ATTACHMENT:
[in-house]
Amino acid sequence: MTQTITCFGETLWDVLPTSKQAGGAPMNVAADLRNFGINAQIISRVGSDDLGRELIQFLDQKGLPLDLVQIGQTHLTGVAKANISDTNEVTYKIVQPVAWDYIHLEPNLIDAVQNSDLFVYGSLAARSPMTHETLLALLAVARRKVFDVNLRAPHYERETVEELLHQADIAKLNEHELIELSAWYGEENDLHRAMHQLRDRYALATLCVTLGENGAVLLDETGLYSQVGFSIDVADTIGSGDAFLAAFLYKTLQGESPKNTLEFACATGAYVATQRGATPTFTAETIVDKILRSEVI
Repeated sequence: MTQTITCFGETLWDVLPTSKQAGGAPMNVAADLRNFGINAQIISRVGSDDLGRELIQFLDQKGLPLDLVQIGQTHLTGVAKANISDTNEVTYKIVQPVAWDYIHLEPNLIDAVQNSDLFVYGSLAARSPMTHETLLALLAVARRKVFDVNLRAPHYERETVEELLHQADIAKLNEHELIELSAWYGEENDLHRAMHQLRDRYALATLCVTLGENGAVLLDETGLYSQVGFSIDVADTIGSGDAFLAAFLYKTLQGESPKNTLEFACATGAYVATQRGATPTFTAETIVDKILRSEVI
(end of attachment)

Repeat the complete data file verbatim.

[in-house]
Amino acid sequence: MTQTITCFGETLWDVLPTSKQAGGAPMNVAADLRNFGINAQIISRVGSDDLGRELIQFLDQKGLPLDLVQIGQTHLTGVAKANISDTNEVTYKIVQPVAWDYIHLEPNLIDAVQNSDLFVYGSLAARSPMTHETLLALLAVARRKVFDVNLRAPHYERETVEELLHQADIAKLNEHELIELSAWYGEENDLHRAMHQLRDRYALATLCVTLGENGAVLLDETGLYSQVGFSIDVADTIGSGDAFLAAFLYKTLQGESPKNTLEFACATGAYVATQRGATPTFTAETIVDKILRSEVI
Repeated sequence: MTQTITCFGETLWDVLPTSKQAGGAPMNVAADLRNFGINAQIISRVGSDDLGRELIQFLDQKGLPLDLVQIGQTHLTGVAKANISDTNEVTYKIVQPVAWDYIHLEPNLIDAVQNSDLFVYGSLAARSPMTHETLLALLAVARRKVFDVNLRAPHYERETVEELLHQADIAKLNEHELIELSAWYGEENDLHRAMHQLRDRYALATLCVTLGENGAVLLDETGLYSQVGFSIDVADTIGSGDAFLAAFLYKTLQGESPKNTLEFACATGAYVATQRGATPTFTAETIVDKILRSEVI